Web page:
Murkowski presses Forest Service on delayed land swap

Sen. Lisa Murkowski is pushing legislation to resolve several outstanding land issues between the state and federal governments, including a Southeast timberland exchange that is nearly a decade in the making.

During a Sept. 22 Senate Energy and Natural Resources Committee hearing, Murkowski pressed Forest Service Deputy Chief Leslie Weldon regarding the agency’s apparent lack of progress in advancing a land swap with the Alaska Mental Health Trust Land Office that the trust first proposed in 2007.

Partners will drill at Icewine in 2017

Founder and CEO of Houston-based Burgundy Xploration Paul Basinski said he and his partner in the Icewine project, Australia-based 88 Energy Ltd., expect to drill an appraisal well early next year to delineate exactly what is underneath their southern Slope acreage.

Basinski, who spoke Sept. 20 to the Alaska Oil and Gas Congress in Anchorage, is confident in the initial results from Icewine No. 1, the first well the company’s drilled last fall.

“We’ve got the resource, there’s no doubt about it,” he said.

Armstrong aims to prove the Slope is still ‘target rich’

If all goes as planned, the upcoming North Slope drilling season could be the winter of Bill.

Bill Armstrong, CEO and founder of his namesake company Armstrong Energy LLC, and his team will be working to shore up estimates on what many believe to be one of the largest oil discoveries ever on the Slope.

Armstrong said in a Sept. 2 interview with the Journal that his company also has plans to be one of the only outfits to invest in exploration this winter: drilling two wells south of the company’s previous work in the Pikka Unit.

Exxon to expand Point Thomson under settlement terms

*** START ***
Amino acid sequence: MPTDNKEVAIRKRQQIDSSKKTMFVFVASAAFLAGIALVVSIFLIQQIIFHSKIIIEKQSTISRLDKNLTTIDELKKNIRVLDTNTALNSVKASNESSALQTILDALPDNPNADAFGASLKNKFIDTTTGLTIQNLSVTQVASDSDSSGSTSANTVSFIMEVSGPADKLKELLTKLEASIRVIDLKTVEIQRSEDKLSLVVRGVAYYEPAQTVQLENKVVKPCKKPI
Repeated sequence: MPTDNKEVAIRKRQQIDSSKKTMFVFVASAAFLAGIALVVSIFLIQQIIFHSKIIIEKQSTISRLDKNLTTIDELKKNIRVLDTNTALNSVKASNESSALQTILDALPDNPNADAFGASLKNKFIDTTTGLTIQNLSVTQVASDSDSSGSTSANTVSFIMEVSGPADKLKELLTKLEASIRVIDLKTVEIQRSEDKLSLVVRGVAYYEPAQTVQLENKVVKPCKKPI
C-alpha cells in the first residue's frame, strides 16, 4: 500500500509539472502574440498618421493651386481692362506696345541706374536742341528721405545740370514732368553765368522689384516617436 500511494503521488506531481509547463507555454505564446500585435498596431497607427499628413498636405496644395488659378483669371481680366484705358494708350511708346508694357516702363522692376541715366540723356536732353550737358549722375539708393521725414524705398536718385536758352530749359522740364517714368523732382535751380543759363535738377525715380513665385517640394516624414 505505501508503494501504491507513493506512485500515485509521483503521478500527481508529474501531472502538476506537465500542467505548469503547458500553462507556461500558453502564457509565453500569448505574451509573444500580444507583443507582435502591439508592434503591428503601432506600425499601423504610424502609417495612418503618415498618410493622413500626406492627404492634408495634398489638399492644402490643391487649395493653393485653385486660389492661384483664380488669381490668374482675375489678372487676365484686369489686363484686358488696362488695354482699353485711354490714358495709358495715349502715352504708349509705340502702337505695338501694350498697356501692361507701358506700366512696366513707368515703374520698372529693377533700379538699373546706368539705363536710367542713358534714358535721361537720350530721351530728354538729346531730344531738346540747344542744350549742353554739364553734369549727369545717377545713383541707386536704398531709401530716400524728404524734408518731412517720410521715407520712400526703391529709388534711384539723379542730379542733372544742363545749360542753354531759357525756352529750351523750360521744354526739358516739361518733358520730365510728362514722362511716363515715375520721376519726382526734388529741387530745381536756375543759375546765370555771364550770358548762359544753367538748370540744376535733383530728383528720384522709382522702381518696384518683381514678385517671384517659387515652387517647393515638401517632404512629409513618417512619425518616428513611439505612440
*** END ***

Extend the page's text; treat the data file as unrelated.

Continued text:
ExxonMobil is in the early planning stages to at least triple production from its Point Thomson natural gas facility.

Corporate spokesman Aaron Stryk wrote in a response to questions from the Journal that the company is progressing planning for “potential gas expansion concept” that would ultimately supply natural gas to the $45 billion-plus Alaska LNG Project.

Rules in place, UAS biz ready for takeoff

Small-scale unmanned aircraft are ready to become a fixture in U.S. airspace after a comprehensive set of rules from the Federal Aviation Administration governing the rapidly advancing technology took effect Aug. 29.

Transportation Secretary Anthony Foxx called the implementation of the FAA’s Part 107 rules “a great and momentous milestone” that secures the country’s place at the leading edge of transportation technology during a press conference that day.

Walker headed back to Japan in November for LNG conference

Gov. Bill Walker has plans for one overseas trip, but not two.

The governor is headed to the LNG Producer-Consumer Conference in Tokyo later this year. Originally scheduled for Nov. 30, the single-day meeting is now planned for Nov. 24, Thanksgiving Day.

“Thanksgiving will be with chopsticks this year, which is fine. I’m happy with that,” Walker said in a Sept. 6 interview with the Journal.

Producers again reject Prudhoe demands

BP Exploration Alaska can’t market its Prudhoe Bay natural gas, and it hasn’t, company officials wrote in the revised plan of development for the North Slope field.